A Red Score in Tile (1979), released on A Red Score in Tile (3 Poplars, 2003) was even more austere. The undulating and warped sustained tones of its infinite loop evoke a muffled jam of cool jazz by a piano-based drum-less combo superimposed to the recording of marbles rolling down a viscous surface. The implementation was still a bit too simplistic to fully deliver the power of Basinski's vision.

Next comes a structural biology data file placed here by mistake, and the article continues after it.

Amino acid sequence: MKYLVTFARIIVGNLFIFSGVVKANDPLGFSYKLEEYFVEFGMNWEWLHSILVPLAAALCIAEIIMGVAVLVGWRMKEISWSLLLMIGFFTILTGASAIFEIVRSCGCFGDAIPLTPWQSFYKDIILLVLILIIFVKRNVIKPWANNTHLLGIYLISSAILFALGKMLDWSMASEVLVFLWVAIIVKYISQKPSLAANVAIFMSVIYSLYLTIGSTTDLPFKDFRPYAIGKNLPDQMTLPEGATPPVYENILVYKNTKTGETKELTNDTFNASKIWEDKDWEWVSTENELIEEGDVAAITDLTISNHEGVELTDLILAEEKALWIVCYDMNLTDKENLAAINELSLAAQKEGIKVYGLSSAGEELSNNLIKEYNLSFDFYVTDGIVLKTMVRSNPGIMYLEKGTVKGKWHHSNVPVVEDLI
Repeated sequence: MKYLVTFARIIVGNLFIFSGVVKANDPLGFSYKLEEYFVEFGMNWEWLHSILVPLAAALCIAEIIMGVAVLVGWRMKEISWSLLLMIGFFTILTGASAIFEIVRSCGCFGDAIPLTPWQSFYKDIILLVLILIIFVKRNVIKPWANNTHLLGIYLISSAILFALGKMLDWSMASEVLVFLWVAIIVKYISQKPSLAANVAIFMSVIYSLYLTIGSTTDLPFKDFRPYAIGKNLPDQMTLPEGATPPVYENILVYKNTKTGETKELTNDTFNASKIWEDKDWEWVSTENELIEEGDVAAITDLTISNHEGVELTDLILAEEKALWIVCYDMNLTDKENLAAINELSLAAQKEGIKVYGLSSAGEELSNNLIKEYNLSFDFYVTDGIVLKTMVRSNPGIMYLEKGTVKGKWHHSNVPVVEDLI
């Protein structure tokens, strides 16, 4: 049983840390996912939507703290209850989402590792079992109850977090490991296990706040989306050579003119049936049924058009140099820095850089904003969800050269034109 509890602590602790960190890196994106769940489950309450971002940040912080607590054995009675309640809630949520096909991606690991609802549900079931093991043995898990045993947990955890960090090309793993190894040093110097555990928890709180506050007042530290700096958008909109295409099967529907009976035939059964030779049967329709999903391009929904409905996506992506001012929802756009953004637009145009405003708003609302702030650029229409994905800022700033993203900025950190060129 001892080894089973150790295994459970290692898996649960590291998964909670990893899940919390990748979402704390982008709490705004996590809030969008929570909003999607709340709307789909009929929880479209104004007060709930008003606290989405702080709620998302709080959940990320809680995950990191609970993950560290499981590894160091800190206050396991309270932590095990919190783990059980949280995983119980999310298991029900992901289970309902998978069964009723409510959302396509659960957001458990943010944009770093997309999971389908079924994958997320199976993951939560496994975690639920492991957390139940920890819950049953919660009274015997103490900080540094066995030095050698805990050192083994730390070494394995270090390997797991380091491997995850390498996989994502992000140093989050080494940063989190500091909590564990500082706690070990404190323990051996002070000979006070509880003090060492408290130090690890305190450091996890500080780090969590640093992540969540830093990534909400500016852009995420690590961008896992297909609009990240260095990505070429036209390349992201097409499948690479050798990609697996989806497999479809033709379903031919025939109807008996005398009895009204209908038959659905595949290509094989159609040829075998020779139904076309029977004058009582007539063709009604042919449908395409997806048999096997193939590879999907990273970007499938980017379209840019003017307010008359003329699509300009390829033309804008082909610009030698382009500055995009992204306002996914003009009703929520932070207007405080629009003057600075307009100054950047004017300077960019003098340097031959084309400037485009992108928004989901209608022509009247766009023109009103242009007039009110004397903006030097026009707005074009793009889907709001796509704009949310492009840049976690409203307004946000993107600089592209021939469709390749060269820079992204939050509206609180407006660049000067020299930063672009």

Shortwave Music (1982), some of which appear on Shortwave Music (Noton, 1997 - 2062, 2007), processed and assembled snippets of radio broadcasts to produce atmospheres at the border between musique concrete and ambient music. Evening Scars emanates a stream of vibrations that sound both ominous and cryptic, a meeting of Brian Eno and Pierre Henry. The sinister hissing and grating of Cobalt Pools is even more intimidating and sci-fi, while the sense of suspense and horror peaks in Fringe Area, industrial music for zombies in death factories. The 24-minute On A Frontier Of Wires sounds like the coupling of a field recording of crickets and a pastoral flute melody that gets slowly submerged by cosmic radiations; a symphony of angelic trumpets and hellish embers. These pieces employ the looping technique in a more melodramatic manner, allowing sounds to emerge and to fade away so as to create a narrative of sorts. The CD reissue appends a fifth piece, Particle Showers, an abstract soundpainting of even harsher dissonance. By the standards of his ambient works, this was heavy-metal music.